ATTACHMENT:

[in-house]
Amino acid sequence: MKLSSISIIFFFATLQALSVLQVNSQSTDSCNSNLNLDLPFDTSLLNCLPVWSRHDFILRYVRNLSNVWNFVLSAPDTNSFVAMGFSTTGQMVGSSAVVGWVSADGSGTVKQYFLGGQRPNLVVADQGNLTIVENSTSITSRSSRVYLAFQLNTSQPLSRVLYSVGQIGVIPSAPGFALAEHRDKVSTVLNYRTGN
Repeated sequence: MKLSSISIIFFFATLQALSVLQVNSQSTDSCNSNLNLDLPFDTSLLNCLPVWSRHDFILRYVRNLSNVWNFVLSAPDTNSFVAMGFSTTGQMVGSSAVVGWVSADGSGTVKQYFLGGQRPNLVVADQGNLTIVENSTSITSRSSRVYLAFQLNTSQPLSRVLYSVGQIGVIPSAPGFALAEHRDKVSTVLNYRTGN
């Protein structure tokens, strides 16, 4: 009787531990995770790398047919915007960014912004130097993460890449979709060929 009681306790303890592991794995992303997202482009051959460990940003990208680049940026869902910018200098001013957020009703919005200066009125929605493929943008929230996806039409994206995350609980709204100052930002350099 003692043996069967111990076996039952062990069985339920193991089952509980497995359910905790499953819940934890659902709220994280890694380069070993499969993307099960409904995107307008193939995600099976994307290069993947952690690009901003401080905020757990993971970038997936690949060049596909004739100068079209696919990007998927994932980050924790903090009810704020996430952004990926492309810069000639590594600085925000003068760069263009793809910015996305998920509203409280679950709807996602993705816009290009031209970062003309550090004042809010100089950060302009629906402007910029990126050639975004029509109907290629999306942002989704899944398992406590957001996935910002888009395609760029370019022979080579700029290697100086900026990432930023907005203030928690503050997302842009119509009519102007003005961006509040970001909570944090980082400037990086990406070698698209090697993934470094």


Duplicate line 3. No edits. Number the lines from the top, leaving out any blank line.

Repeated sequence: MKLSSISIIFFFATLQALSVLQVNSQSTDSCNSNLNLDLPFDTSLLNCLPVWSRHDFILRYVRNLSNVWNFVLSAPDTNSFVAMGFSTTGQMVGSSAVVGWVSADGSGTVKQYFLGGQRPNLVVADQGNLTIVENSTSITSRSSRVYLAFQLNTSQPLSRVLYSVGQIGVIPSAPGFALAEHRDKVSTVLNYRTGN